This makes the relief in Kyiv that Germany has agreed to supply modern Leopard 2 battle tanks, after months of hesitation, all the greater. Together with their European partners, the Germans plan to deliver a total of two battalions of 40 Leopards each. The United States announced it would send 31 M1 Abrams tanks. Shortly after that, Britain promised Kyiv 14 Challenger tanks. The development marks a turning point. Previously, the West had been reluctant to export such offensive weapons to Ukraine.

According to Valerii Zaluzhnyi, the commander of the Ukrainian forces, his army needs 300 Western tanks and 600 armored vehicles to really make a difference against the Russians on the battlefield. Kyiv is nonetheless hoping that the European and American move will mark an inflection point in the war.

Zelenskyy wrote on Twitter that he was sincerely grateful to Chancellor Olaf Scholz and "all our friends in Germany." Deputy Foreign Minister Andriy Melnyk spoke to the news agency Deutsche Press Agentur of an historic moment. He said that Berlin's decision to supply tanks is a "game changer on the battlefield." NATO Secretary General Jens Stoltenberg is also convinced that the Leopards could help Ukraine "defend itself, win and prevail as an independent nation" at a "critical moment" in the war, as he tweeted on Wednesday. Russia's ambassador in Berlin, Sergei Nechaev, on the other hand, described the planned delivery as "highly dangerous" on Twitter. He said the move would "take the conflict to a new level of confrontation."

Thus far, tanks have played a largely secondary role in the war. They have primarily been used to provide support to artillery efforts and haven't really been used in direct combat. Military experts believe this could now change. Because of their mobility and range, the Leopard tanks are among the best in the world. They are also more effective than Soviet models at firing accurately while traveling at full speed.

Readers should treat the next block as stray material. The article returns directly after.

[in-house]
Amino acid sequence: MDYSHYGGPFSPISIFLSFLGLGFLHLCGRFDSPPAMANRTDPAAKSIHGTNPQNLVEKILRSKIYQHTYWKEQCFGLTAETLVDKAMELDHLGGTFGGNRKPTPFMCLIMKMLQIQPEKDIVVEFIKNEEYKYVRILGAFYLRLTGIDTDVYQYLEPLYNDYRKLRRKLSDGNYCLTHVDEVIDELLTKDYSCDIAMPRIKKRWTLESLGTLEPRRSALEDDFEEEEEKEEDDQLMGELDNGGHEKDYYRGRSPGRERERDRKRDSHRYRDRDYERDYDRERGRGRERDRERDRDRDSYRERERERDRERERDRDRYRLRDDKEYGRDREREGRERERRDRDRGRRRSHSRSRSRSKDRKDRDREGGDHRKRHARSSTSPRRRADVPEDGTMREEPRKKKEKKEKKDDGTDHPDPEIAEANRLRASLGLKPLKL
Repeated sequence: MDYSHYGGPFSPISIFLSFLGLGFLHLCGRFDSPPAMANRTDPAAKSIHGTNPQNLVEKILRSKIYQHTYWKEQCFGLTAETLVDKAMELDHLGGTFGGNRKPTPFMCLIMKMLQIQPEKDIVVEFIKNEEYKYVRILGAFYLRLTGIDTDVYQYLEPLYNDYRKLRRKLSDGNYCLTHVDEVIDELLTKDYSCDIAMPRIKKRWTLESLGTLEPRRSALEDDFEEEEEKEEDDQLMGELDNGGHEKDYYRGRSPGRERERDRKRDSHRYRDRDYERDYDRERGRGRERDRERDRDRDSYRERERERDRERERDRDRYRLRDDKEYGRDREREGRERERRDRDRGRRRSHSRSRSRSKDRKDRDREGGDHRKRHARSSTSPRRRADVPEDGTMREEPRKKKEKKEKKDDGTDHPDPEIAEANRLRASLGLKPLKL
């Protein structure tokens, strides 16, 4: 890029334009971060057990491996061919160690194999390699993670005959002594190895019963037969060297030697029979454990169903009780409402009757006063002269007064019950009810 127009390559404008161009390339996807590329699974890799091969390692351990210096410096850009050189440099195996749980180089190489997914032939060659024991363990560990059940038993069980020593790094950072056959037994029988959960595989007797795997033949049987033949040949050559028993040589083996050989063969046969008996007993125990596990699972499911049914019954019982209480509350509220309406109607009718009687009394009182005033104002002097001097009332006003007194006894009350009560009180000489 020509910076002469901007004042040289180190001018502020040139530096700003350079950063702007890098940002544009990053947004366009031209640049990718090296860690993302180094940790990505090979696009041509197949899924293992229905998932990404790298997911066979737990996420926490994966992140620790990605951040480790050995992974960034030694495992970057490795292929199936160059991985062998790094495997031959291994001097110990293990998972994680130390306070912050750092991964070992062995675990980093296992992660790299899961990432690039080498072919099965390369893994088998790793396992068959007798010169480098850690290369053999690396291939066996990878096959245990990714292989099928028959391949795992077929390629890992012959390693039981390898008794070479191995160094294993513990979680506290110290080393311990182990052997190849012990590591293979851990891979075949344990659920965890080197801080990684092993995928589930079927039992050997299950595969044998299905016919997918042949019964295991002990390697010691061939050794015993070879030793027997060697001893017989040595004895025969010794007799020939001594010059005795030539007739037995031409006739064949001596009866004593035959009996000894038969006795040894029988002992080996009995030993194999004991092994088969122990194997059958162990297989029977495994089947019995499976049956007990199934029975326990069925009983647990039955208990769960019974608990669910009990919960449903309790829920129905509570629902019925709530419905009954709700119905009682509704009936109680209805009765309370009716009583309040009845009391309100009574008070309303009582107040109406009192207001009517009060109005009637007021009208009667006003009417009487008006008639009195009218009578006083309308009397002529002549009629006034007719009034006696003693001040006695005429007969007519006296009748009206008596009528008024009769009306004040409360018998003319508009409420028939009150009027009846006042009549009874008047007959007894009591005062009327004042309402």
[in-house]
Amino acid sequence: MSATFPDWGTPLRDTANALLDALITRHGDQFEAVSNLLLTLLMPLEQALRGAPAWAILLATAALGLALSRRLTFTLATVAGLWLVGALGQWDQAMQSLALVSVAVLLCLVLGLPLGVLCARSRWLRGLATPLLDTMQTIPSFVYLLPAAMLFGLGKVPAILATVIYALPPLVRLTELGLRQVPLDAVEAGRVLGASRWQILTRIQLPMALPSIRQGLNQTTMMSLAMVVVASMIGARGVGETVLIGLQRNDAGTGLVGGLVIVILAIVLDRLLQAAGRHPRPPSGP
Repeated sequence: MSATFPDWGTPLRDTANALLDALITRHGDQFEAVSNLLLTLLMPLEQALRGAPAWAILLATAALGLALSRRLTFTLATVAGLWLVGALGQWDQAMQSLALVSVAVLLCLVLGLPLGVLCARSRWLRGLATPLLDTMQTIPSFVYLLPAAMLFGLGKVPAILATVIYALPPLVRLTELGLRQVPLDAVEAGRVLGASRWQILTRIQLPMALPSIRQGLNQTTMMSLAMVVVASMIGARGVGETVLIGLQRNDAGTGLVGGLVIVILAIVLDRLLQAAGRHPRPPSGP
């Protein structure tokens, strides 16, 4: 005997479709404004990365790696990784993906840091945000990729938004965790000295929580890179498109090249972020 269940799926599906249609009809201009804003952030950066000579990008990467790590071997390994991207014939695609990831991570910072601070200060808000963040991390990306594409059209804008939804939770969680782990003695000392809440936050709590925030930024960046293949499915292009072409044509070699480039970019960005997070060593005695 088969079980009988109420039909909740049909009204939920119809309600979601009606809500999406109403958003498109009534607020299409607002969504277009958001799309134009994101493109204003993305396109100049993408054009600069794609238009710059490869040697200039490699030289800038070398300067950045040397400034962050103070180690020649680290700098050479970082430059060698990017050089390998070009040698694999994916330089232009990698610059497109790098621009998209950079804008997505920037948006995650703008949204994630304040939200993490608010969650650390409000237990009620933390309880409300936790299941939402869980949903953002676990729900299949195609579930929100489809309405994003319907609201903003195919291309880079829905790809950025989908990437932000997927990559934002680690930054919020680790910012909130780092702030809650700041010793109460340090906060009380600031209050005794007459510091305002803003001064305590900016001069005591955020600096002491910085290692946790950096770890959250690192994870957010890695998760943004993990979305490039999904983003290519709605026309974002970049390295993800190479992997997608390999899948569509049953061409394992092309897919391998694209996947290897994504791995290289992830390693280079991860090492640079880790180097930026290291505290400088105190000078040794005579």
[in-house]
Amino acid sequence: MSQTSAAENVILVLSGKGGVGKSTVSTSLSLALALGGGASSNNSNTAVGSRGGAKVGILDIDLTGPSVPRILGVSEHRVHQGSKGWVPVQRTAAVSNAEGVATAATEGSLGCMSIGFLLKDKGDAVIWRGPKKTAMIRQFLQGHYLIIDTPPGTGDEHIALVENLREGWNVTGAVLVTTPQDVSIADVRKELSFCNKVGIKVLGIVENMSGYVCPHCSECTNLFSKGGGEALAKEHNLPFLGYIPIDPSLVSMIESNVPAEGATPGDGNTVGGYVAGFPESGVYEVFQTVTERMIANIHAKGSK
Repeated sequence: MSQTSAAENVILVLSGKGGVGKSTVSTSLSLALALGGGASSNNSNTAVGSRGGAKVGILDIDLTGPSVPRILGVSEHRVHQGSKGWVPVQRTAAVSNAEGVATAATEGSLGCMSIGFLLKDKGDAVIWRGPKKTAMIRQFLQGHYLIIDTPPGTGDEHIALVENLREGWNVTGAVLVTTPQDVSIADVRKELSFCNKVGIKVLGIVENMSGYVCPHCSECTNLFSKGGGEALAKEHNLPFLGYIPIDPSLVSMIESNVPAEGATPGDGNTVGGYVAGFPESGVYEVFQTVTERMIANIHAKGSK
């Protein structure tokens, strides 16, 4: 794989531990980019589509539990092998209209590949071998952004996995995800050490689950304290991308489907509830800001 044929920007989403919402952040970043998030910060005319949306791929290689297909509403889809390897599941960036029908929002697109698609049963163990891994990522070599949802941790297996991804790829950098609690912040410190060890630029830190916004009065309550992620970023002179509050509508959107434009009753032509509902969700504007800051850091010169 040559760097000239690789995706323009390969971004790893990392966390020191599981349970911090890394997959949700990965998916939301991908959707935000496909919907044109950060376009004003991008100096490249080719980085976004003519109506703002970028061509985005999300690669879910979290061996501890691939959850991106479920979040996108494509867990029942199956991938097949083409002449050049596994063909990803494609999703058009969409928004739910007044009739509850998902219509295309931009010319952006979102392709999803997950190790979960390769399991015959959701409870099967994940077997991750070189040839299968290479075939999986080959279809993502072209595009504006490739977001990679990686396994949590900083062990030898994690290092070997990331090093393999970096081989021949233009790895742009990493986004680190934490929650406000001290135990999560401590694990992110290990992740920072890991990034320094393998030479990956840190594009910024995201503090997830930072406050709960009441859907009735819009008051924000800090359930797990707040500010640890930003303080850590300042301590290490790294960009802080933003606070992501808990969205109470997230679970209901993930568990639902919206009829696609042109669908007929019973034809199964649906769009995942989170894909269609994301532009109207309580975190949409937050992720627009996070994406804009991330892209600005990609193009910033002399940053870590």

According to a report by CNN, the Americans have already suggested to the Ukrainian military that they should change tactics. Instead of getting bogged down in battles of attrition like Bakhmut, they believe the Ukrainians should make quick, unexpected advances. The Western allies are already providing modern armored personnel carriers and troop transport vehicles for this purpose, as well as additional artillery and air defenses.

In a future advance, the Leopards could ideally attack Russian positions while the transports carrying the infantrymen break through into enemy territory. Mobile flak tanks like Germany's Gepard would protect against air strikes and at the same time create more space for Ukraine's own fighter jets. Artillery support would come from the the rear with, for example, Germany's self-propelled Panzerhaubitze 2000 howitzer.

The Ukrainians already successfully tested a surprise strategy, even with their limited resources, in late summer during their counteroffensive in Kharkiv. Since then, however, the Russians have become more attuned to the enemy and have reinforced their positions...

Keep reading.